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GSMI offers a comprehensive library of blogs, Articles and White Papers, discussing today's hottest and leading management methodologies and strategies.  Use the navigation to scroll through and find the information that pertains to you and your performance management needs.

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By GSMIweb on 22-Apr-10 01:47.

Managing CSR in the workplace An Article from Business Respect, Issue Number 56, dated 18 May 2003 By Mallen Baker One of the last bastions of resistance to CSR programmes within corporates often seems to be the HR department. Given the significant range of issues owned here, that can be a real disadvantage. What are the corporate social responsibility issues that need to be managed in the workplace? The relationship between a company and its employees can have a big impact on that other key relationship - that between the company and its customers. After all, whether the customer trusts and values the company is likely to hinge on the impression created by its human face. If the employees are disgruntled or cynical this will lose no time in communicating itself to others who deal with the business. So the first question comes down to how employees are dealt with, and whether they feel a sense of motivation and pride in
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By GSMIweb on 22-Apr-10 01:46.

Looking for a more mature definition of post-Enron CSR An Article from Business Respect, Issue Number 37, dated 25 Aug 2002 By Mallen Baker In the wake of recent events, one of the most frustrating outcomes has been a certain amount of handwringing on the part of the CSR movement, as well as criticism from elsewhere, based on the presumption that CSR should have been able to highlight Enron and the rest as bad companies. This presumption follows as a natural consequence of certain myths relating to CSR. These are, in no particular order: 1. That the business case for CSR must discover some elusive but dependable mechanism where "doing the right thing" leads easily and automatically to cash appearing on the bottom line. 2. That CSR and Business Ethics are interchangeable concepts. 3. That a company genuinely committed to CSR will shine out like a beacon in the night, and will be a paragon of best practice in everything they do.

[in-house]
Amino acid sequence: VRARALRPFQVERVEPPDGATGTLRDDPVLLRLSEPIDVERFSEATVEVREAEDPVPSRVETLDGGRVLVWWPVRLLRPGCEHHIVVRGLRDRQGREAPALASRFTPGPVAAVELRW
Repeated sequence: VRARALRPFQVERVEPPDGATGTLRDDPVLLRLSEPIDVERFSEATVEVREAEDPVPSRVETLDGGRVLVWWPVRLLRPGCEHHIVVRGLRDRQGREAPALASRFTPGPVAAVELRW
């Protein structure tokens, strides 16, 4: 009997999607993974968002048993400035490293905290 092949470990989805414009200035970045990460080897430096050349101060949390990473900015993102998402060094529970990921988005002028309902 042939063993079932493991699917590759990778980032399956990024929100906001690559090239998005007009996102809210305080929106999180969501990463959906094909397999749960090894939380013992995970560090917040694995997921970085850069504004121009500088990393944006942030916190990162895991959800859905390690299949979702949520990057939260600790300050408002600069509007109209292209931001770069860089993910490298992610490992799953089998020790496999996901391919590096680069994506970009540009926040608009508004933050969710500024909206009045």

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By GSMIweb on 22-Apr-10 01:44.

Looking for a more mature definition of post-Enron CSR An Article from Business Respect, Issue Number 37, dated 25 Aug 2002 By Mallen Baker In the wake of recent events, one of the most frustrating outcomes has been a certain amount of handwringing on the part of the CSR movement, as well as criticism from elsewhere, based on the presumption that CSR should have been able to highlight Enron and the rest as bad companies. This presumption follows as a natural consequence of certain myths relating to CSR. These are, in no particular order: 1. That the business case for CSR must discover some elusive but dependable mechanism where "doing the right thing" leads easily and automatically to cash appearing on the bottom line. 2. That CSR and Business Ethics are interchangeable concepts. 3. That a company genuinely committed to CSR will shine out like a beacon in the night, and will be a paragon of best practice in everything they do. The most high-profile example of such hand-wringing has come from the US journal "Business Ethics", whose editor Marjorie Kelly in the latest issue offered an anguished commentary of guilt over the failure of the CSR movement to prevent or predict recent ethics scandals.
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By GSMIweb on 22-Apr-10 01:43.

Korea explores the beauty of corporate community investment An Article from Business Respect, Issue Number 67, dated 30 Nov 2003 By Mallen Baker Corporate Social Responsibility in South Korea remains predominantly defined by philanthropy. The focus of the International Symposium held by the Beautiful Foundation, the fast emerging leading not-for-profit organisation in Seoul, certainly reinforced this. There is now some research to try to identify what the top Korean companies are doing. From a survey of 45 large companies, 41 said that they were involved with philanthropic activity to a significant extent. 34 percent of them actually had established a department to manage these community donations although generally of less than three people.
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By GSMIweb on 22-Apr-10 01:43.

Westpac - A Case Study in Socially Responsible Banking An Article from Business Respect, Issue Number 49, dated 9 Feb 2003 By Mallen Baker The Australian banking sector has had an unmitigated hammering from politicians and public opinion alike for their failings in social responsibility. All the more remarkable, then, that the top scoring company in the recent Reputation Index compiled by the Sydney Morning Herald and The Age should have been a bank. Not so surprising when you look into the detail of how Westpac does business. Westpac was established in 1817 as the Bank of New South Wales, becoming Westpac on merger with the Commercial Bank of Australia in 1982. It employs over 26,000 people and has global assets of $186bn. Its core business operations are retail banking, financial services, finance and institutional banking.
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